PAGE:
David Joy‘s debut novel Where All the Light Tends to Go hit…
All writers know the struggle for motivation and consistent writing habits. One way to combat this is to join an online writing challenge. The writing goal and time frame are set (or in some cases, you set a goal yourself) and you have the community support of fellow challenge participants. Here are a few such challenges to consider:
1. National Novel Writing Month: You’ve probably heard of or even participated in NaNoWriMo. On November 1, participants start writing towards a 50,000-word goal to be reached by 11:59pm on November 30. By creating an account for your novel on their website, you’ll be able to update your word count and receive achievement badges as you go, as well as share a short summary and excerpt from your novel so others in the writing community can see what you’re working on. You’ll also have access to resources to help you write your novel – including preparation blogs and webinars. Camp NaNoWriMo is the community feature of this challenge, in which 12 participating writers are grouped together based on preferences to communicate and encourage each other via message boards.
2. A Round of Words in 80 Days: If NaNoWriMo sounds too intense to be productive, consider ROW80. You have a larger time frame and you set your own goals. To enter, create a blog and state your goal—be it a word count, a writing time allotment per day, number of pages to edit, or any other measurable objective—on this blog. You will then write a brief check-in post on your personal blog every Wednesday and Sunday, and link it to the ROW80 blog so other participants can see your progress.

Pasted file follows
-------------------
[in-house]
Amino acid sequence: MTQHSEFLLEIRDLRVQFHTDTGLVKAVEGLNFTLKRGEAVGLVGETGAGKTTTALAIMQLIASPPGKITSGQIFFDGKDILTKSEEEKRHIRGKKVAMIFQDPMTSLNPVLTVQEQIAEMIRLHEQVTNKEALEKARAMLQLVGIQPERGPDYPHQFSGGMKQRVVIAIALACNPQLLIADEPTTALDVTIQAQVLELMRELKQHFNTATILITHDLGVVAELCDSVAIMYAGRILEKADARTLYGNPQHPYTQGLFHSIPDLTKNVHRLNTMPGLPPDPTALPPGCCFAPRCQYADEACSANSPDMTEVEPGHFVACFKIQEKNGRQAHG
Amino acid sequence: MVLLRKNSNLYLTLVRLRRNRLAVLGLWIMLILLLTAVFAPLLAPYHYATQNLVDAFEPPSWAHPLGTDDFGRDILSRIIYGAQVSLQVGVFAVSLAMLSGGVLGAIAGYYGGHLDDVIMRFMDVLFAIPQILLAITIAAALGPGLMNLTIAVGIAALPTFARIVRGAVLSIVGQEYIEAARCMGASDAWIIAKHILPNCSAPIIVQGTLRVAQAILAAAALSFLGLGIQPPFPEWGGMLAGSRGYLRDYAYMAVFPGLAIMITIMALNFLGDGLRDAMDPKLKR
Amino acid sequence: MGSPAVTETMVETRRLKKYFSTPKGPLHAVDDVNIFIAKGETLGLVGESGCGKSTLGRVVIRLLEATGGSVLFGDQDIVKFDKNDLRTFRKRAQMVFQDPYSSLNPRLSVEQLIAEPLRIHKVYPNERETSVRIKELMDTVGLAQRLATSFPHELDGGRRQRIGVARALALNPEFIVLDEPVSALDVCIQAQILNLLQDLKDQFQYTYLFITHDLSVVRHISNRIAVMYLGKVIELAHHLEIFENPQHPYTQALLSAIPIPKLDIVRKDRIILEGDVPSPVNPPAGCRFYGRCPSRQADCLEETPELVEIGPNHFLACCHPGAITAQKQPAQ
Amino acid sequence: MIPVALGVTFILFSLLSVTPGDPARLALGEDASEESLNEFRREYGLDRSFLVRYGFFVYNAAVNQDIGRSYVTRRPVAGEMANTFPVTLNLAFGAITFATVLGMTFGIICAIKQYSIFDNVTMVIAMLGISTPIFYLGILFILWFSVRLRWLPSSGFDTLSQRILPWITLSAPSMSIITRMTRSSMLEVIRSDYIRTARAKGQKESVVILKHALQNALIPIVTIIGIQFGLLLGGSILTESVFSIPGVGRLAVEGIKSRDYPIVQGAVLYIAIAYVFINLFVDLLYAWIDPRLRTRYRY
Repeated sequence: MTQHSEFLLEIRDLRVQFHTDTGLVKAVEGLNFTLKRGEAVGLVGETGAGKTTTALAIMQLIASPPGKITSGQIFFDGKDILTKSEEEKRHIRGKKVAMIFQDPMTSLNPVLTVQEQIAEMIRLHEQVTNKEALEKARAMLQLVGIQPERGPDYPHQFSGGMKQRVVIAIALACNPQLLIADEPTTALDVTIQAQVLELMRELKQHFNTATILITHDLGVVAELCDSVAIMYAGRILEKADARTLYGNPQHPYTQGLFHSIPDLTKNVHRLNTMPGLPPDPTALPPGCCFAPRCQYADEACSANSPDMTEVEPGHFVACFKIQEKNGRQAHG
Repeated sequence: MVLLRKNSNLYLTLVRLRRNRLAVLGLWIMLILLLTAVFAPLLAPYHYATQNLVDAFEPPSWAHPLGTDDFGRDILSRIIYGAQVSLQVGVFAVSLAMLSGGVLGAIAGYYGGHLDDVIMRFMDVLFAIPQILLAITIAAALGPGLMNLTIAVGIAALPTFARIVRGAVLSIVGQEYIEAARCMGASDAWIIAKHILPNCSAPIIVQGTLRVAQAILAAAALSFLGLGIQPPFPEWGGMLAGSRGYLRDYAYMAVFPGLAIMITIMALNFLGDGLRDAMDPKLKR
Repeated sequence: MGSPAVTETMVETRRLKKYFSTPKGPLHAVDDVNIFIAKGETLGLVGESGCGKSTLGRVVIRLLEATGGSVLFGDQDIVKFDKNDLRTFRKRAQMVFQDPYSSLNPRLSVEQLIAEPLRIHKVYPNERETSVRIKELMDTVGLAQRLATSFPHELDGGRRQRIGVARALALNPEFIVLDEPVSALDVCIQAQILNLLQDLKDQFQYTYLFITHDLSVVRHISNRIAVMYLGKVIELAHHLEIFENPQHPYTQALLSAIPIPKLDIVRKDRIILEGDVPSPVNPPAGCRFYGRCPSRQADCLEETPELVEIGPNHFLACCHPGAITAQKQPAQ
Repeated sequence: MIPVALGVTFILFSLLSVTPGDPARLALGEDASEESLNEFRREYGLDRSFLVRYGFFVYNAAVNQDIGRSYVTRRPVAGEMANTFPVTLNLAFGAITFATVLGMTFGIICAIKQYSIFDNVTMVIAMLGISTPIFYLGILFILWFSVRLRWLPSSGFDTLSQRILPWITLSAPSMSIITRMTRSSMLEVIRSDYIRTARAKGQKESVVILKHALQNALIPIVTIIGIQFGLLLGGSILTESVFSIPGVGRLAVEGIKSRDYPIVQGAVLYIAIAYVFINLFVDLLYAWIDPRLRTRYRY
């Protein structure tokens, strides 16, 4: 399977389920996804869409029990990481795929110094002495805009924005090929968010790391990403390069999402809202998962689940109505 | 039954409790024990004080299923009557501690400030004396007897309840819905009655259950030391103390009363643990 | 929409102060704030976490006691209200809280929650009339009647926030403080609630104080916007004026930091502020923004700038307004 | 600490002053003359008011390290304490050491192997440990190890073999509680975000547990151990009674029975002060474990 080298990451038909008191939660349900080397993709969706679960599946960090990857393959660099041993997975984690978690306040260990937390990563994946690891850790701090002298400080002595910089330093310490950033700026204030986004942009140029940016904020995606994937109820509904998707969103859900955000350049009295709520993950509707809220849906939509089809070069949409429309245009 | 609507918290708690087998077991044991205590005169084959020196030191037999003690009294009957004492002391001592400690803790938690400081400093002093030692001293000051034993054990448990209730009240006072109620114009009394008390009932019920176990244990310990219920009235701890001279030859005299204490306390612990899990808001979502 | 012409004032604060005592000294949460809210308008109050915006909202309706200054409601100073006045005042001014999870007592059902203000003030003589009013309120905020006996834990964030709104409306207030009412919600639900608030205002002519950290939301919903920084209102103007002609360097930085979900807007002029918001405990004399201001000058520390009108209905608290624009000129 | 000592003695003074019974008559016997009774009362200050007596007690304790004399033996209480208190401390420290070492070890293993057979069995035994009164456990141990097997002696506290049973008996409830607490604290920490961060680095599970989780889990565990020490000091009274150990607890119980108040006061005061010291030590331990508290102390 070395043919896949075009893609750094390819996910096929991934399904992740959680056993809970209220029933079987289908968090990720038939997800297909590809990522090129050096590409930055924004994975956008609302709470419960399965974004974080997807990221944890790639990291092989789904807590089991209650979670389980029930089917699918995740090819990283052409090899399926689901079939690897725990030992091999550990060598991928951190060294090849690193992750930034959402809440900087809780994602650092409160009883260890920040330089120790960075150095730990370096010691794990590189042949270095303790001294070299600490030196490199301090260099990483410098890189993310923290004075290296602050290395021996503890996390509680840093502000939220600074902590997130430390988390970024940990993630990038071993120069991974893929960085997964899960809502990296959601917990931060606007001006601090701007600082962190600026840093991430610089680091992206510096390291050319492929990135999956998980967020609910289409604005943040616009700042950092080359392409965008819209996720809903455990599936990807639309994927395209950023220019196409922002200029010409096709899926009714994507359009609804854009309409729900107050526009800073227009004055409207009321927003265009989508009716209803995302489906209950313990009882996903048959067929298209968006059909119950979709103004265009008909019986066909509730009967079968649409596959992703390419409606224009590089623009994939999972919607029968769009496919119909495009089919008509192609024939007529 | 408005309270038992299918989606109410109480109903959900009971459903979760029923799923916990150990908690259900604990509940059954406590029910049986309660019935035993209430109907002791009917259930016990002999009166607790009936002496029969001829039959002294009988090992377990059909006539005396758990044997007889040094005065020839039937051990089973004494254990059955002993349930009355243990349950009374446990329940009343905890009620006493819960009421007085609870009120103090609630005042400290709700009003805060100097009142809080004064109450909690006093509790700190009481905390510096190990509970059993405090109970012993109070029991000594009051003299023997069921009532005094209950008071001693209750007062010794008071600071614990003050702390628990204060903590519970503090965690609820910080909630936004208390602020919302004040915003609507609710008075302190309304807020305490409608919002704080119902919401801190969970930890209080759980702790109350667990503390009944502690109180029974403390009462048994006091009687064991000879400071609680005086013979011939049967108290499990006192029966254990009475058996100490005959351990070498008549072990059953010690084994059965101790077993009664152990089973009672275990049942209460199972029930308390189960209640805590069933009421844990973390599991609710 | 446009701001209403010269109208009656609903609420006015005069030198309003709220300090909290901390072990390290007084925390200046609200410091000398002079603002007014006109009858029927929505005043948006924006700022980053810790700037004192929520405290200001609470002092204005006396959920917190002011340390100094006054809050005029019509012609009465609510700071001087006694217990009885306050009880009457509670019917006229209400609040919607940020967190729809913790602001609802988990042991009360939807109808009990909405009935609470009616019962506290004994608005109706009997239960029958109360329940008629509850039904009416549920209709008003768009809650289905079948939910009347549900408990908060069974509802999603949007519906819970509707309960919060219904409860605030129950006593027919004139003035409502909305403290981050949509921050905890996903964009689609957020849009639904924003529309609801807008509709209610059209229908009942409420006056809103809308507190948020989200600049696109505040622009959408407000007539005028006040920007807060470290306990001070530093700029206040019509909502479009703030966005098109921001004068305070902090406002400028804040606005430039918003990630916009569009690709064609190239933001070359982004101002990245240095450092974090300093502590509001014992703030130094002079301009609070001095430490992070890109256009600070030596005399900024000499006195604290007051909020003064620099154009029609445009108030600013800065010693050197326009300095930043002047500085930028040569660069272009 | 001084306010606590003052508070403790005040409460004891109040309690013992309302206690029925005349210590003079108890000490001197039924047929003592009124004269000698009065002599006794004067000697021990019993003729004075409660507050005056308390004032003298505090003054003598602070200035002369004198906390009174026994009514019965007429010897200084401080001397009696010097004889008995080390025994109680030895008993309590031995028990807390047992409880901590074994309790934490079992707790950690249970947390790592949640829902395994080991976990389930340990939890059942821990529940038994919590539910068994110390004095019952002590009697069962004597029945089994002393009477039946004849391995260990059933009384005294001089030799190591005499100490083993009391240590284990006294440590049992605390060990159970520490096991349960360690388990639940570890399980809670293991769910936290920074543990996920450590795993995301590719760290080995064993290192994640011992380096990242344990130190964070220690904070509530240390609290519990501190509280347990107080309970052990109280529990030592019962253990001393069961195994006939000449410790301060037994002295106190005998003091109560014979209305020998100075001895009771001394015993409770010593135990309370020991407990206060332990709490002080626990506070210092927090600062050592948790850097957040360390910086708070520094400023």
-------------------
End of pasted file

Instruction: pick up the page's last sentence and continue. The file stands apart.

3. Ray Bradbury’s 52 Week Short Story Challenge to Aspiring Writers: This challenge is based on a piece of writing advice from author Ray Bradbury: “Write a short story every week. It’s not possible to write 52 bad short stories in a row.” As you write these stories, you are encouraged to share links to them on the challenge’s Facebook page. You may also request permission to post your stories on their website. To learn more and read participants’ stories, check out their website.
4. Book-in-a-Week: Set a page count goal for yourself (minimum of 10 pages), and check in daily for one week. While there is a $3 fee to enter Book-in-a-Week, you may win a book or writing-related prize at the conclusion of the challenge if you have reached your page goal. You’ll also connect with a community of writers through the BIW messages and forums.